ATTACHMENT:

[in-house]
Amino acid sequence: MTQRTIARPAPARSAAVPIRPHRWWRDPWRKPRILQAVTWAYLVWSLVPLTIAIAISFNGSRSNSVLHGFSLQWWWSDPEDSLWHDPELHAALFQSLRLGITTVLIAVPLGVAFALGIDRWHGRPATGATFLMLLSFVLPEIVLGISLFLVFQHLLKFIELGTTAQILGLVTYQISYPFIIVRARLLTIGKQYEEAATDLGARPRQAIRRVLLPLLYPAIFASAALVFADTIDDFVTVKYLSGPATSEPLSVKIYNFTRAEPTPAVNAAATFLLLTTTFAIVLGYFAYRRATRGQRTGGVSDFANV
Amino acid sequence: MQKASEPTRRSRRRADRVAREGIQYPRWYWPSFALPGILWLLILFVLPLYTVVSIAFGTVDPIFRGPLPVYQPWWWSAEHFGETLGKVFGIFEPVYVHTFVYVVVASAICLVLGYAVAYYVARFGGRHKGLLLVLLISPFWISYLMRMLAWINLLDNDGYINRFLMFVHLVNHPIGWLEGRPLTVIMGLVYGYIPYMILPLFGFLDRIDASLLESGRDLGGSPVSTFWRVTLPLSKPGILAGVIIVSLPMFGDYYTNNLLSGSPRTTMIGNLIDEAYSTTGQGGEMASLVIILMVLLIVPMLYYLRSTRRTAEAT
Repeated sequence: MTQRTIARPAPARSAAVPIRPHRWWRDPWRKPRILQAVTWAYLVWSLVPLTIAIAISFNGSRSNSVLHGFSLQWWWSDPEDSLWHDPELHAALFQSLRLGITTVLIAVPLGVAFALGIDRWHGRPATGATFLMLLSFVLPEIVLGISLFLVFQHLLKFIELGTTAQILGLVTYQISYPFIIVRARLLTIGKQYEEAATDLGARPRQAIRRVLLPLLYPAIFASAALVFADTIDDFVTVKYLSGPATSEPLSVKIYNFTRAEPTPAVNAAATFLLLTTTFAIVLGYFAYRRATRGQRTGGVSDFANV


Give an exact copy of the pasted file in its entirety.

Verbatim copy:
[in-house]
Amino acid sequence: MTQRTIARPAPARSAAVPIRPHRWWRDPWRKPRILQAVTWAYLVWSLVPLTIAIAISFNGSRSNSVLHGFSLQWWWSDPEDSLWHDPELHAALFQSLRLGITTVLIAVPLGVAFALGIDRWHGRPATGATFLMLLSFVLPEIVLGISLFLVFQHLLKFIELGTTAQILGLVTYQISYPFIIVRARLLTIGKQYEEAATDLGARPRQAIRRVLLPLLYPAIFASAALVFADTIDDFVTVKYLSGPATSEPLSVKIYNFTRAEPTPAVNAAATFLLLTTTFAIVLGYFAYRRATRGQRTGGVSDFANV
Amino acid sequence: MQKASEPTRRSRRRADRVAREGIQYPRWYWPSFALPGILWLLILFVLPLYTVVSIAFGTVDPIFRGPLPVYQPWWWSAEHFGETLGKVFGIFEPVYVHTFVYVVVASAICLVLGYAVAYYVARFGGRHKGLLLVLLISPFWISYLMRMLAWINLLDNDGYINRFLMFVHLVNHPIGWLEGRPLTVIMGLVYGYIPYMILPLFGFLDRIDASLLESGRDLGGSPVSTFWRVTLPLSKPGILAGVIIVSLPMFGDYYTNNLLSGSPRTTMIGNLIDEAYSTTGQGGEMASLVIILMVLLIVPMLYYLRSTRRTAEAT
Repeated sequence: MTQRTIARPAPARSAAVPIRPHRWWRDPWRKPRILQAVTWAYLVWSLVPLTIAIAISFNGSRSNSVLHGFSLQWWWSDPEDSLWHDPELHAALFQSLRLGITTVLIAVPLGVAFALGIDRWHGRPATGATFLMLLSFVLPEIVLGISLFLVFQHLLKFIELGTTAQILGLVTYQISYPFIIVRARLLTIGKQYEEAATDLGARPRQAIRRVLLPLLYPAIFASAALVFADTIDDFVTVKYLSGPATSEPLSVKIYNFTRAEPTPAVNAAATFLLLTTTFAIVLGYFAYRRATRGQRTGGVSDFANV